W3C home > Mailing lists > Public > ietf-http-wg@w3.org > July to September 2014

Re: Striving for Compromise (Consensus?)

From: Amos Jeffries <squid3@treenet.co.nz>
Date: Sat, 12 Jul 2014 15:42:37 +1200
Message-ID: <53C0AEAD.2070901@treenet.co.nz>
To: ietf-http-wg@w3.org
On 12/07/2014 10:37 a.m., Martin Thomson wrote:
> On 11 July 2014 14:53, Poul-Henning Kamp <phk@phk.freebsd.dk> wrote:
>> If 256 bytes is enough for basic interop, we shouldn't require more.
> 
> I find this reasonably convincing.  Interoperability is what we are
> looking for here.
> 
> Though I'll note that the arguments regarding cost of implementation
> are very much less convincing. Those devices, when presented with a
> peer that doesn't know their capabilities, will have to deal with 16k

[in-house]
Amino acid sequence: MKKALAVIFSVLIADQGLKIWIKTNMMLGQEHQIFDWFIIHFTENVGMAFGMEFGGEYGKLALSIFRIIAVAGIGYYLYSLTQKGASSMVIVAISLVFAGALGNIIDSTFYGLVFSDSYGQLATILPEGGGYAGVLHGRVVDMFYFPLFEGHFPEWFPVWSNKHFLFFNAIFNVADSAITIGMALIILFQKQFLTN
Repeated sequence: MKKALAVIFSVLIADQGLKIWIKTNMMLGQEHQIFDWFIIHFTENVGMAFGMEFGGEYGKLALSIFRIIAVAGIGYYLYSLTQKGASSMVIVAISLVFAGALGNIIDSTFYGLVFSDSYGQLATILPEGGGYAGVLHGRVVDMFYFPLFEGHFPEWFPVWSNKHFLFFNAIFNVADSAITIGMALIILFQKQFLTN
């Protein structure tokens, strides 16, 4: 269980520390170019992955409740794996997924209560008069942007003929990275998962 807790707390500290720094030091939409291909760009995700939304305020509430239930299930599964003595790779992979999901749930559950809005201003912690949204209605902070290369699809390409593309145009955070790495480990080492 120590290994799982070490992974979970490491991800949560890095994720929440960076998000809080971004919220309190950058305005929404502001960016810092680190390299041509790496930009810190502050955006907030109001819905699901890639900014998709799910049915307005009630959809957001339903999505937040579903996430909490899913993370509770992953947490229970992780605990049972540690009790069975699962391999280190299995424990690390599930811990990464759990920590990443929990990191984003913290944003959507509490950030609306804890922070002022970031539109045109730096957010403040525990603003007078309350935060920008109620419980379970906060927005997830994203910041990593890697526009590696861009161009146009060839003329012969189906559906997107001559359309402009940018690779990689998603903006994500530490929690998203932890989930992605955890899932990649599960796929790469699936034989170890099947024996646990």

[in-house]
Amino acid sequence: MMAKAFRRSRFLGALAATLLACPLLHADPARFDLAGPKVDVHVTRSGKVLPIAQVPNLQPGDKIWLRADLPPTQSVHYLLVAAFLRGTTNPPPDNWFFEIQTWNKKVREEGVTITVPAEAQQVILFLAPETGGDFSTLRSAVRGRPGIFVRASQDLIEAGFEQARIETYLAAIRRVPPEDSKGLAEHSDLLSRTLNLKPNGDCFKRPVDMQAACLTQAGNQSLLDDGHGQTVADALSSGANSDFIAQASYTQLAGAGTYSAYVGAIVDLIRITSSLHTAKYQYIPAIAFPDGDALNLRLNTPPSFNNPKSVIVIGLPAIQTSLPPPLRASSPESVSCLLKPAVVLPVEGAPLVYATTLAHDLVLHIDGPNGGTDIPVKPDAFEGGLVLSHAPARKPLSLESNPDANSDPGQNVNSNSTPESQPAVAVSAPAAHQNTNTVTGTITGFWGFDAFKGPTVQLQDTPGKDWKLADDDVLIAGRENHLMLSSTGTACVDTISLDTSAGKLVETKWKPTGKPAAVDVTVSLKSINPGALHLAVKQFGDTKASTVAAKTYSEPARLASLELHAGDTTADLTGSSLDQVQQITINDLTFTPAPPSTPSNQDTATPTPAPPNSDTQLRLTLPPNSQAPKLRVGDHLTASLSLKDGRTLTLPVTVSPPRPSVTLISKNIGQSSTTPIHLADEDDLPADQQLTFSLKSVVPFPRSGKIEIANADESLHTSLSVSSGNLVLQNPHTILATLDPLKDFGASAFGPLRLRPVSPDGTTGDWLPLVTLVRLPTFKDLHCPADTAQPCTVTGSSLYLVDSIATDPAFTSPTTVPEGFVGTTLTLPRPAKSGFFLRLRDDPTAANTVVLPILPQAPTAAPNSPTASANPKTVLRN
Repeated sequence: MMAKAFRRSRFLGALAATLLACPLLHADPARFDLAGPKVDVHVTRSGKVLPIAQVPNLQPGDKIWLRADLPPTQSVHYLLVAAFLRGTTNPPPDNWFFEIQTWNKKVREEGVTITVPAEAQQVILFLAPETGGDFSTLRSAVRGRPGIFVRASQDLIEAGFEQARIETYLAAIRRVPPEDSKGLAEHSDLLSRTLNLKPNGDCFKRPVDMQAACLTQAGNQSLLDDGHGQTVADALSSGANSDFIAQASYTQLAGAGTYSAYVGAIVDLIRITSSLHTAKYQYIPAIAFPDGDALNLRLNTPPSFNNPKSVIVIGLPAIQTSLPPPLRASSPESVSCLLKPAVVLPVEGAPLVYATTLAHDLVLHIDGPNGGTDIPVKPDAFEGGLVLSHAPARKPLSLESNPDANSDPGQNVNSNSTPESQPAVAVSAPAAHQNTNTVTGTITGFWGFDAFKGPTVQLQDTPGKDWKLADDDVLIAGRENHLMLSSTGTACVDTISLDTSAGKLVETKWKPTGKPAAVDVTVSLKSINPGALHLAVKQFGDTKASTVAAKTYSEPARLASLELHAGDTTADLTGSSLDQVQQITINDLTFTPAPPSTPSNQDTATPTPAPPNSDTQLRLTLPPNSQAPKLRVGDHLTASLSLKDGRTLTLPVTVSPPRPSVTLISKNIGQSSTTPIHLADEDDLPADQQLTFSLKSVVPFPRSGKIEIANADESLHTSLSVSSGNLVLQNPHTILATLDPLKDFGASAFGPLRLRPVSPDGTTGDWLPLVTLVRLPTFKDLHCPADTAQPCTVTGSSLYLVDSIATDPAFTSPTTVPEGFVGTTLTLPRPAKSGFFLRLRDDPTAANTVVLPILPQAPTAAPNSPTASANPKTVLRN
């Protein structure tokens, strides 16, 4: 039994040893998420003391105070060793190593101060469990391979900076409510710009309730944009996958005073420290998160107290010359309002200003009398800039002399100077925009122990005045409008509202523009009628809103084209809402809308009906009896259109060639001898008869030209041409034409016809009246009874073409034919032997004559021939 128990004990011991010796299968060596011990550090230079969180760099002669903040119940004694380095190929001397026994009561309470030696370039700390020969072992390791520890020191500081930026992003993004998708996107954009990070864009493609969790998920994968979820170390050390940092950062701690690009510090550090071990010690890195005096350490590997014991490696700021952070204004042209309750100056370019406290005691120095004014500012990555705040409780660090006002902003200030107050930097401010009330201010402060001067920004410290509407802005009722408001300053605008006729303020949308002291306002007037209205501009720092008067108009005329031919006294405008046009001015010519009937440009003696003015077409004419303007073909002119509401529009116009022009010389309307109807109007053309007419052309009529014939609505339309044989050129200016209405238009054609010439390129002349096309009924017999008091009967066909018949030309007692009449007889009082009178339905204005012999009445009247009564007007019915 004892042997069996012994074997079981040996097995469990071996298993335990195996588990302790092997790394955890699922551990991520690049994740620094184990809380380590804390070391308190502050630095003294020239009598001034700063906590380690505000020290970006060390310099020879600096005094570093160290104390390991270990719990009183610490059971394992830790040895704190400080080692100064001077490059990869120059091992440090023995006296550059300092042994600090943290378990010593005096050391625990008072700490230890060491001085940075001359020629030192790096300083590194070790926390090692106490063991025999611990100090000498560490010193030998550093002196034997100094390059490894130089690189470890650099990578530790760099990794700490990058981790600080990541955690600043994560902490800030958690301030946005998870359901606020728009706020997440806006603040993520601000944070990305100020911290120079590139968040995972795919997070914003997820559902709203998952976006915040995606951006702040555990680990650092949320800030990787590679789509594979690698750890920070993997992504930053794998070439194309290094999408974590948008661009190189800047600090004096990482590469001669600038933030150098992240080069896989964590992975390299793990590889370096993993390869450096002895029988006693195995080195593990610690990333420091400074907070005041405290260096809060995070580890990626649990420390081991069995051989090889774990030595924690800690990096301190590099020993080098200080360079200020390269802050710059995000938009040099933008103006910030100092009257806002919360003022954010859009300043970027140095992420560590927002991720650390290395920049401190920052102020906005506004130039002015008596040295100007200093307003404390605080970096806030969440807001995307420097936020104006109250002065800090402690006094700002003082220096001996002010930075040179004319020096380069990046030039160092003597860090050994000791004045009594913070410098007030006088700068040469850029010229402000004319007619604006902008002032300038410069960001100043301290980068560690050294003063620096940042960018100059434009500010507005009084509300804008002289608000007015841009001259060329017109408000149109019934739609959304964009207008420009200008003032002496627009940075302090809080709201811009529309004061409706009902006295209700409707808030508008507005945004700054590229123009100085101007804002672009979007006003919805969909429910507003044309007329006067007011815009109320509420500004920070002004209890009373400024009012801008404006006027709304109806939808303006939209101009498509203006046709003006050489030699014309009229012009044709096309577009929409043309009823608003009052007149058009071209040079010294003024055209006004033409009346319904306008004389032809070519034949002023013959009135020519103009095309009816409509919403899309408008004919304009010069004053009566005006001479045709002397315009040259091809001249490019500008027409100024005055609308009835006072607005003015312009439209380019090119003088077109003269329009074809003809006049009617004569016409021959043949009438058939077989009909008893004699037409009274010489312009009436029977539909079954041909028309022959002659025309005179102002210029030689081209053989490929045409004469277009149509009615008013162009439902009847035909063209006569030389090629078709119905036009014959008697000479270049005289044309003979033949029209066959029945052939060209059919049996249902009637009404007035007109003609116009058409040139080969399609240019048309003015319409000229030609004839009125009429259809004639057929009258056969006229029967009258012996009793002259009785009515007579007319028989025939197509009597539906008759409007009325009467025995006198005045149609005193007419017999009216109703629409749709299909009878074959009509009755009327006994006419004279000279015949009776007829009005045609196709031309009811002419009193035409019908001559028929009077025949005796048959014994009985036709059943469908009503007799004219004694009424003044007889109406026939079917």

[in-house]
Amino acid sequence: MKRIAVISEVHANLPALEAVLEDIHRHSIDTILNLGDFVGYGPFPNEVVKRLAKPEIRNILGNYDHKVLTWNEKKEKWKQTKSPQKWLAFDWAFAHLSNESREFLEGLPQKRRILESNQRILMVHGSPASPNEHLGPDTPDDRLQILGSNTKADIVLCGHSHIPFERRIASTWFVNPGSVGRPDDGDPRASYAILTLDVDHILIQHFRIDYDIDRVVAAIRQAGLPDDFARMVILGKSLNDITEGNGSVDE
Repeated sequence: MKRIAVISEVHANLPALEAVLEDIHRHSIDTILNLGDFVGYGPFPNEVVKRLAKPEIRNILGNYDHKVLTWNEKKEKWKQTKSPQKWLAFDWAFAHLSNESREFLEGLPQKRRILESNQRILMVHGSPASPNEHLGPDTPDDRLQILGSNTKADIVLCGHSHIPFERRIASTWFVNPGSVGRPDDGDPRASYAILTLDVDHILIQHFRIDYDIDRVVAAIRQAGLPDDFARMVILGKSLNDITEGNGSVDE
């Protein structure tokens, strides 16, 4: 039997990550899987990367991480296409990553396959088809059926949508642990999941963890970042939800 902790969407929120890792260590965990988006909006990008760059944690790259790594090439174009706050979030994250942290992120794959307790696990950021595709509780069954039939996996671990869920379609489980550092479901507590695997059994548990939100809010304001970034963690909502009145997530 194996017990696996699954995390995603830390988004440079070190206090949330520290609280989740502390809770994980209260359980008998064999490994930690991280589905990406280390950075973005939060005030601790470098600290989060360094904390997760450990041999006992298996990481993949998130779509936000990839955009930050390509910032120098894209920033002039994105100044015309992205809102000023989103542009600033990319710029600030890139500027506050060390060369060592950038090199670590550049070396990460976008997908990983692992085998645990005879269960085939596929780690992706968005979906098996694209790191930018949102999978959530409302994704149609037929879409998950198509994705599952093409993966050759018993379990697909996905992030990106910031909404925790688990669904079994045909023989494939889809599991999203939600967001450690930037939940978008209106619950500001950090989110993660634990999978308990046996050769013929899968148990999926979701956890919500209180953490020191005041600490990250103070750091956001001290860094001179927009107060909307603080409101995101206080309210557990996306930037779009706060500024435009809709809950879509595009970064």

> frames until their setting is seen.  And I'm not sure that 16k is so
> hard for a constrained device to handle anyway.  I keep hearing about
> what amazing things that even the most constrained hardware can handle
> (TLS stacks, node.js, etc...).  So I'm disinclined to lend too much
> weight to arguments about limited capabilities.
> 
> That said, if 256 is enough to get something working, then that's a
> good argument.
> 
> An alternative approach would be to set the default and minimum to the
> same value.  That has other benefits, like being able to completely
> ignore a setting from the other side.  That seems pretty attractive.
> 

When I sueggested that same point some time back you convinced me that
is was perfectly reasonable for a constrained device to reject a number
too-big frames and streams on connection initiation. Nothing has changed
since then. So why is it now such a burden to reject some frames up
front on a constrained processor?
 If the constrained processor is going to pick 256 in the first place
its something like an 8-bit processor counting memory by the byte. Even
16-bit ATOM these days have a few hundreds of KB of RAM attached.

Amos
Received on Saturday, 12 July 2014 03:43:08 UTC

This archive was generated by hypermail 2.3.1 : Wednesday, 30 March 2016 09:57:09 UTC